Region gets $5M in federal funds to bolster mental health crisis services

The state of Ohio this week awarded more than $5 million in grants from the federal American Rescue Plan Act to help communities across southwest Ohio improve crisis mental health care.

A combined project between the mental health boards overseeing Clark, Greene, Madison, Preble, Warren, Clinton, Brown and Clermont was awarded $3,977,400 to create a “step-up-step-down facility” designed to treat and house individuals in need of stabilization in a location that has not yet been finalized.

A separate $500,000 ARPA grant received by the Darke, Miami and Shelby mental health services board will help create a similar facility in that region.

Another $559,000 grant will pave the way for Champaign and Logan counties to send mental health professionals alongside police officers when responding to behavioral health crises, starting later this year. Local officials there say they are adopting an approach to meet unique needs in rural communities.

Colleen Chamberlain, executive director of the Warren-Clinton Mental Health Recovery Board, said the eight-county grant will create a 16-bed facility that can treat and house individuals for up to 90 days. She said the facility will be for folks who are coming out of the hospital for psychiatric reasons but are not quite ready to reintegrate into the community and folks who are in need of crisis stabilization but not quite hospitalization.

Chamberlain said that this type of facility has been an identified need across southwest Ohio.

“Some other boards were in the position where they could do that (project) on their own, but (us) not being an urban center, we have to join with partners in order to have enough volume and need in order for us to be able to do it,” Chamberlain said.

Miami, Darke counties

Brad Reed, spokesperson for the Tri-County Board of Recovery and Mental Health Services, said that their facility will help the area limit mental health hospitalizations.

“If someone needs full time care but not rising to the level of hospitalization, that’s really what we’re looking at here. It’s kind of a two way street. One, it’s to prevent people from being hospitalized when they don’t necessarily need that level of care but there’s no other option, and second is to enable people to be dismissed from hospitals when they’re ready to be dismissed but maybe not ready to live entirely on their own again,” Reed said.

Reed said the official site of the facility has not been finalized, but it will likely have eight to 12 beds. He said opening the facility quickly will be a priority for the board, but offered no exact timetable.

“This is a great opportunity for our area and I think it’s going to be well received and well-used service when we get it up and running,” he said.

Rural Champaign county approach

In Local and Champaign counties, the bi-county co-responder program is one of three local mental health projects to receive federal funding, as determined by the state’s mental health board, in an effort to address local gaps in mental health care. Locally, the program will be followed by two “step-up step-down” facilities .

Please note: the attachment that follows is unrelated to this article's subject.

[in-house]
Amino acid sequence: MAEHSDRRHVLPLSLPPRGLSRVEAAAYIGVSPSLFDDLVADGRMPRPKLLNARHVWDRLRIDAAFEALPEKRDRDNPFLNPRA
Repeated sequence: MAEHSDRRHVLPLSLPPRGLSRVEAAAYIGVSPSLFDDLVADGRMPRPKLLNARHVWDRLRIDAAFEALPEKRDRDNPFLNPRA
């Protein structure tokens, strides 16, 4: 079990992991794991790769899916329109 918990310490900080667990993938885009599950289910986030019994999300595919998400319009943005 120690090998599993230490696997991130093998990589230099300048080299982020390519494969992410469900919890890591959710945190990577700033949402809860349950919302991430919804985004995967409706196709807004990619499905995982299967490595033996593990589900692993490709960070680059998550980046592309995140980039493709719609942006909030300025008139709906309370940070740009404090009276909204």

The co-responder program will be the first of its kind for the rural counties of Champaign and Logan, according to Adam Sorensen, executive director of the Mental Health, Drug and Alcohol Service Board of Logan and Champaign Counties. He said this version of a co-response program, designed to function in rural communities, will look different than more robust co-response programs in denser areas, which can create entire teams of mental health professionals to respond to crises.

“This is one that a rural community could pull off. You have variables that you don’t have in cities, such as distance between calls, frequency of calls, and who your target population is that’s calling; we’ve got that all dialed in,” Sorensaid said. “We know what to expect, we know where to expect it and we know when to expect it. It’s just a matter of connecting folks with the proper kind of care and then being able to follow up with them long-term.”

Most of the $559,250 grant will go toward personnel. The program consists of six mental health professionals who will aid the counties’ 11 various police departments when responding to behavioral health crises. Funding will also go toward two clinician supervisors who will oversee the program. The co-response team will be activated on the discretion of the dispatcher, who Sorensen said have all been trained to recognize when a caller is reporting or experiencing a behavioral health crisis.

Sorensen said co-responder teams, if done right, can greatly reduce the frequency in which a department has to deploy emergency services in behavioral health scenarios.

Responders will be responsible for helping with de-escalation and safety planning before connecting the individual in crisis with local organizations that could help address the individual’s need, when applicable. The responder will also be tasked with following up with the patient after they’ve been referred.

According to Sorensen, a co-response program has been an identified need in Champaign and Logan counties for a long time, but the bi-county board has lacked the funding to implement it.

“We know what to do, we know what we’ve wanted for a long time, it’s just that this has been unfunded, so we finally got some funding for it and now it’s time to roll it out,” he said.

Sorensen said he fully expects the program to be a success and will look to the state to help fund it into the future.

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